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My Sleep Apnea: The Beginning

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It's time for a new occasional feature! Rejoice! In this column, I'll talk about my personal experience being diagnosed with sleep apnea, what treatments are available, the science behind the condition, and (hopefully) my miraculous improvement after being treated. For this first entry, I'll talk about the experience leading up to my sleep study. In future columns I'll reveal the diagnosis and treatment, and you can follow along as I try to catch some sleep. Before we begin the narrative, let's get a quick definition of "sleep apnea" from Wikipedia (slightly edited for clarity by me):

Sleep apnea is a sleep disorder characterized by pauses in breathing during sleep. Each episode, called an apnea, lasts long enough so that one or more breaths are missed, and such episodes occur repeatedly throughout sleep. The standard definition of any apneic event includes a minimum 10 second interval between breaths, with either a neurological arousal, a blood oxygen desaturation of 3-4% or greater, or both arousal and desaturation. Sleep apnea is diagnosed with an overnight sleep test called a polysomnogram, or a "Sleep Study" which is often conducted by a pulmonologist.

...the individual with sleep apnea is rarely aware of having difficulty breathing, even upon awakening. Sleep apnea is recognized as a problem by others witnessing the individual during episodes or is suspected because of its effects on the body. Symptoms may be present for years (or even decades) without identification, during which time the sufferer may become conditioned to the daytime sleepiness and fatigue associated with significant levels of sleep disturbance.

My sleep problems started probably ten years ago, during college, when I became aware that my snoring was really loud. And let me dwell on this a moment -- we're talking sawing logs with industrial machinery loud. The term "epic" was used to characterize my snoring, and neighbors in my college apartment building actually complained. I tried using several nose-opening devices, nasal sprays (disgusting!), sleeping with my mouth closed, and different sleeping positions, but nothing seemed to help. Eventually I ended up in a corner apartment where my neighbors couldn't hear me: problem solved?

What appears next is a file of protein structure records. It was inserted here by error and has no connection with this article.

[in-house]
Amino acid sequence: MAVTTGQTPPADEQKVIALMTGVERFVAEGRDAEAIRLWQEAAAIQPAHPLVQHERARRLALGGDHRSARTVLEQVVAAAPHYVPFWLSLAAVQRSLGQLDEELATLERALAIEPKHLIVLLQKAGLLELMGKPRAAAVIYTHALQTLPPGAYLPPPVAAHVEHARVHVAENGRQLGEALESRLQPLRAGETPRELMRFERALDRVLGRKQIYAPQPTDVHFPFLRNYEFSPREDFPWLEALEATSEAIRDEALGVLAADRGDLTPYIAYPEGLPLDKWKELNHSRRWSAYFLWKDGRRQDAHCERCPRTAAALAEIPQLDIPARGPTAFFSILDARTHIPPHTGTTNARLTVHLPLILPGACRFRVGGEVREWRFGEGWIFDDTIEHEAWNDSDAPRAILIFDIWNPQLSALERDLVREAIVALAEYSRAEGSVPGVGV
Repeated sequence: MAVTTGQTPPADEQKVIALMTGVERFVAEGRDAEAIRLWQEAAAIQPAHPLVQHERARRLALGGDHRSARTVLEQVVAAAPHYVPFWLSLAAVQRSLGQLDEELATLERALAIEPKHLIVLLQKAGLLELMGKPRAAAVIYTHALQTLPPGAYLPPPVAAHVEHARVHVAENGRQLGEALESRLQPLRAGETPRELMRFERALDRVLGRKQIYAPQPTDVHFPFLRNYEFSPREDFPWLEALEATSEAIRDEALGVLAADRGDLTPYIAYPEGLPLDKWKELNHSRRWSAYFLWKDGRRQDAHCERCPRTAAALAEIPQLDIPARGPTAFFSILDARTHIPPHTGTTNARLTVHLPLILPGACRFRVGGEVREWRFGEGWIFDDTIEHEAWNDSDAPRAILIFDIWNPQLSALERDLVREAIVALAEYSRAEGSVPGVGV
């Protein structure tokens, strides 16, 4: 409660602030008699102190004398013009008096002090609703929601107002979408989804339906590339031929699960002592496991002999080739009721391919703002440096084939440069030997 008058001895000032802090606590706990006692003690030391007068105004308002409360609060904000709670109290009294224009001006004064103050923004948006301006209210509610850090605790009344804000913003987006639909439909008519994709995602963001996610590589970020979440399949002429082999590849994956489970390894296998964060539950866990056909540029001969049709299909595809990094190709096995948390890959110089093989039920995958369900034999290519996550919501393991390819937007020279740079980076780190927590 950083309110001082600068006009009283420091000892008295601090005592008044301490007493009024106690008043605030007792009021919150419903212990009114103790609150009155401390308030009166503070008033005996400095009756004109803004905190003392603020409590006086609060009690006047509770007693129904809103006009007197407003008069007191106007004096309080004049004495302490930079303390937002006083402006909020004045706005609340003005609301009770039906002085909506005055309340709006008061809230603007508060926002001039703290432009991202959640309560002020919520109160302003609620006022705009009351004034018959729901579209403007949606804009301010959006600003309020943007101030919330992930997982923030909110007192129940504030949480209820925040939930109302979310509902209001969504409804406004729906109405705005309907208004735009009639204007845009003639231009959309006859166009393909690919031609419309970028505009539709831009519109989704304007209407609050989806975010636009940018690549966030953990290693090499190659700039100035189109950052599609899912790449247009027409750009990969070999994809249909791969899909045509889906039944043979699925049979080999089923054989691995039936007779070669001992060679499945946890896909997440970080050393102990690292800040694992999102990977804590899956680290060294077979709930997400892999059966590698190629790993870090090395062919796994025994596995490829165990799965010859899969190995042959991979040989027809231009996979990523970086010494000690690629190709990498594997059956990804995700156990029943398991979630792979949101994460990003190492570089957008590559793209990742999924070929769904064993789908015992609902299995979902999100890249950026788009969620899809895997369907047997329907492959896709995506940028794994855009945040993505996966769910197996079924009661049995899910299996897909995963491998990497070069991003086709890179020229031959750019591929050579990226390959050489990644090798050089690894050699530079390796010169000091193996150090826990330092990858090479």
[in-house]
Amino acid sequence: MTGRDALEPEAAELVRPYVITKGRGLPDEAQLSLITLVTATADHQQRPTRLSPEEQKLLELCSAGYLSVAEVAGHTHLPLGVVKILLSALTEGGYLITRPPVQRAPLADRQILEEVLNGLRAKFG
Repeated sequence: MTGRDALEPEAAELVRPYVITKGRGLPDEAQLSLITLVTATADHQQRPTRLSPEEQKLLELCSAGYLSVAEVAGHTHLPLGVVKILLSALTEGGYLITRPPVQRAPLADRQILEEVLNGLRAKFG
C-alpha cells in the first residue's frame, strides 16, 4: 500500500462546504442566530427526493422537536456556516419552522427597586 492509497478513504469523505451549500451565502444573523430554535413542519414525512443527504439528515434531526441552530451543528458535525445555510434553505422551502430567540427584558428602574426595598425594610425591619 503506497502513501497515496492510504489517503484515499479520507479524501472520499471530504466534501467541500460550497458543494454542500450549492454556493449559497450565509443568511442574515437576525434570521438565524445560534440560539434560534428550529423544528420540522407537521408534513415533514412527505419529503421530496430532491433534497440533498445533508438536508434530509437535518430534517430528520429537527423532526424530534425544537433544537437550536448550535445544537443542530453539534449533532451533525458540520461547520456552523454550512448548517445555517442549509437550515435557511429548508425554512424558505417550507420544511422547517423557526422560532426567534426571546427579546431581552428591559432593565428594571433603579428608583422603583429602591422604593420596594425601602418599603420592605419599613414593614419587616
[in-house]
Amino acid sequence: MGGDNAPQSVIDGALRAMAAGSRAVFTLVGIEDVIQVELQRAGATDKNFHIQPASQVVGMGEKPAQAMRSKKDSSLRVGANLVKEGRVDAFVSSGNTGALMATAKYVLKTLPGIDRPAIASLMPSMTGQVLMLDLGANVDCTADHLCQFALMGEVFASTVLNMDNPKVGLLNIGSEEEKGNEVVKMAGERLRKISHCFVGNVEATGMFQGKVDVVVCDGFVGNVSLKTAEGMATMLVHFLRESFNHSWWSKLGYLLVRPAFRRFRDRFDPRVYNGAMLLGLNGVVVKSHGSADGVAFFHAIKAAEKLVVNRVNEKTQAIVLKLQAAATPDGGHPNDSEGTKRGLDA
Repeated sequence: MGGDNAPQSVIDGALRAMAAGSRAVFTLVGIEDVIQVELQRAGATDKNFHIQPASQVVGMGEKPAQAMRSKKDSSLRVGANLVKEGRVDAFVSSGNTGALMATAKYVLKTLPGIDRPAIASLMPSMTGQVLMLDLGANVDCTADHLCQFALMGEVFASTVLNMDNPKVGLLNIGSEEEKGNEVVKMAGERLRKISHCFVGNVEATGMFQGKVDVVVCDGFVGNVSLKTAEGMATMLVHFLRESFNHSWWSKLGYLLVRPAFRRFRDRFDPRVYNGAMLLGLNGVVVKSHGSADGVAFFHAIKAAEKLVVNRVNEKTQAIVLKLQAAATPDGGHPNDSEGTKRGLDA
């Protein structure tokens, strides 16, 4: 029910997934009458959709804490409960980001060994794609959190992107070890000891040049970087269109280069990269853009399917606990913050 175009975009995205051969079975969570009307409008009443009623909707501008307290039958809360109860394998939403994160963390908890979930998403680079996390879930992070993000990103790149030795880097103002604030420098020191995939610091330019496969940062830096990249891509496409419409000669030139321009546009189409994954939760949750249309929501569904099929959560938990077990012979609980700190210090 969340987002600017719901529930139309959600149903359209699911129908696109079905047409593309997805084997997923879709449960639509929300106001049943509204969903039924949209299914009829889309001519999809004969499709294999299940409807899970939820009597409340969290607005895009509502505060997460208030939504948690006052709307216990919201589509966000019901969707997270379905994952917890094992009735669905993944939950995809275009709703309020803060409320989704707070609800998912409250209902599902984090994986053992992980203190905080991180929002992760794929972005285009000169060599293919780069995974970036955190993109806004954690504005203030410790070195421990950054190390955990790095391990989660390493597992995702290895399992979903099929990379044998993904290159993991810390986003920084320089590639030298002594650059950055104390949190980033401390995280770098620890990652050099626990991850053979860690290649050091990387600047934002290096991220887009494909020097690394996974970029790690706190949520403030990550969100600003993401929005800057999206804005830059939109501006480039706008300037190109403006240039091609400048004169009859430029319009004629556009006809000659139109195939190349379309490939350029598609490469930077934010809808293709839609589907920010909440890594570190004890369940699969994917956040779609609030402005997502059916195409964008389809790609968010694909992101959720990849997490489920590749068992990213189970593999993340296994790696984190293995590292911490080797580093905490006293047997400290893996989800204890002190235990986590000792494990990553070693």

Rewinding a few years...at some point during my teenage years, my father had been diagnosed with obstructive sleep apnea. He and I have very similar body types, including a predisposition for charming plumpness as well as a relatively narrow airway in the throat. I have a small mouth (at least relative to my neck), and I still have my tonsils. So it stood to reason that I might develop obstructive sleep apnea as well.

In the time since my snoring became an issue and my recent diagnosis, I really didn't do anything about my sleep problems. I've always been a very sleep-positive person, often sleeping in until noon (and beyond) on weekends. Over the last year or two, I found myself even sleepier: spending entire weekend days asleep, and ultimately not feeling refreshed. Something was wrong. I went to my doctor, who did a bunch of blood tests and ultimately referred me to the Sleep Disorders Program at a local medical institution.

The sleep specialist had me fill out extensive questionnaires about my sleep history and habits, and did some physical tests and a complete interview before prescribing a sleep study. Now, let me back up a little bit here: I actually had a sleep study before. Three years ago, in a similar bout of sleeplessness, I had been sent off to a somewhat lower-rent sleep clinic for a study (which was not preceded by a consultation with a sleep specialist). That experience was a disaster: I spent the night covered in wires and surgical tape, vaguely panicked, and ultimately unable to sleep. After ten hours, they finally discharged me without having slept at all. The study was inconclusive, and my insurance paid handsomely for the ordeal. So when I was prescribed another sleep study, I was wary. Well, let's just say it: I hated the idea. The previous study was awful, lying in the dark for ten hours struggling to sleep while connected to various machines, occasionally being interrupted by lab techs over a speaker asking me why I wasn't sleeping. I didn't want to go through that again to end up with nothing.